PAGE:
Benedictine Nun and Mystic: 1126-1164/5
+ Elizabeth entered the Benedictine abbey at Schönau, Bonn, Germany, when she was 12 years old.
+ Shortly after making her religious vows, she began experiencing mystical visions and ecstasies and she was said to have the gift of prophecy. The account of her visions provide rich insights into religious life in the 12th century.
+ Her writings contributed to the spread of devotion to the virgin and martyr Saint Ursula and her visions of the Assumption of the Blessed Virgin led many German dioceses to create an alternate date for the feast which they celebrated on September 23.
+ An honored magistra and spiritual teacher for her religious sisters, Elizabeth died in 1164 or 1165. Although never formally beatified or canonized, she is honored with the title “Saint” in the Roman Martyrology.
Devotion to Saint Ursula was quite popular among religious women in the late Middle Ages, particularly in Germany. A contemporary of Saint Elizabeth of Schönau was Saint Hildegard of Bingen, who was also greatly devoted to Saint Ursula and her Companions and Saint Hildegard composed a Mass in their honor.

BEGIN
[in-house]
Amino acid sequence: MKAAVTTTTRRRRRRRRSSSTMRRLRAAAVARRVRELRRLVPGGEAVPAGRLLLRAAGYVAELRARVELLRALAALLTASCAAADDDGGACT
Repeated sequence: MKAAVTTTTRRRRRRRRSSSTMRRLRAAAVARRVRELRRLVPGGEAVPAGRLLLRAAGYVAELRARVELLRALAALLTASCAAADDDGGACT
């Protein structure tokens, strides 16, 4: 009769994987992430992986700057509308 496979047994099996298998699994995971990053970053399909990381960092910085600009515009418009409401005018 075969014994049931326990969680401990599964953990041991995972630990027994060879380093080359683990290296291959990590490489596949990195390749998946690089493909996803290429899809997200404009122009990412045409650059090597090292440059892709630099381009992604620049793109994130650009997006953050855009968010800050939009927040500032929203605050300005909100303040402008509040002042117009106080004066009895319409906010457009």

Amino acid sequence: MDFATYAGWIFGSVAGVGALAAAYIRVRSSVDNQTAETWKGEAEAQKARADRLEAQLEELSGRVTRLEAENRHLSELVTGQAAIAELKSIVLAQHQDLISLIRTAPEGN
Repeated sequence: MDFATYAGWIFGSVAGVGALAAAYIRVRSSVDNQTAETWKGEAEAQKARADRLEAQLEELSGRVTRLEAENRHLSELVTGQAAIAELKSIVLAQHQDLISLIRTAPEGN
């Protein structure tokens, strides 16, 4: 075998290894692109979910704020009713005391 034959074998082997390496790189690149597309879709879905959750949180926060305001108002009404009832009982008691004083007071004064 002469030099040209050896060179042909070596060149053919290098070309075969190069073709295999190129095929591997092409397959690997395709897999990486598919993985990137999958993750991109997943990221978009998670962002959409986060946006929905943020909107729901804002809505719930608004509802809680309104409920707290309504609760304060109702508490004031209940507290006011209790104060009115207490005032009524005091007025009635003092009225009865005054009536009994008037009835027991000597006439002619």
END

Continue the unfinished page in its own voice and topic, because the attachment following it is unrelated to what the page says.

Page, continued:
“Do not delay in serving your God. Walk in the way of His contemplation, like beloved daughters, with every humility and love and obedience, without murmuring, without detraction, without envy and similar things, but like young lambs pleasing to the living God.”—from a letter of Saint Elizabeth of Schönau to the nuns at Andernach
O God, who called your handmaid blessed Elizabeth to seek you before all else, grant that, serving you, through her example and intercession, with a pure and humble heart, we may come at last to your eternal glory. Through our Lord Jesus Christ, your Son, who lives and reigns with you in the unity of the Holy Spirit, one God, for ever and ever. Amen.
(from The Roman Missal: Common of Holy Men and Women—For a Nun)
Saint profiles prepared by Brother Silas Henderson, S.D.S.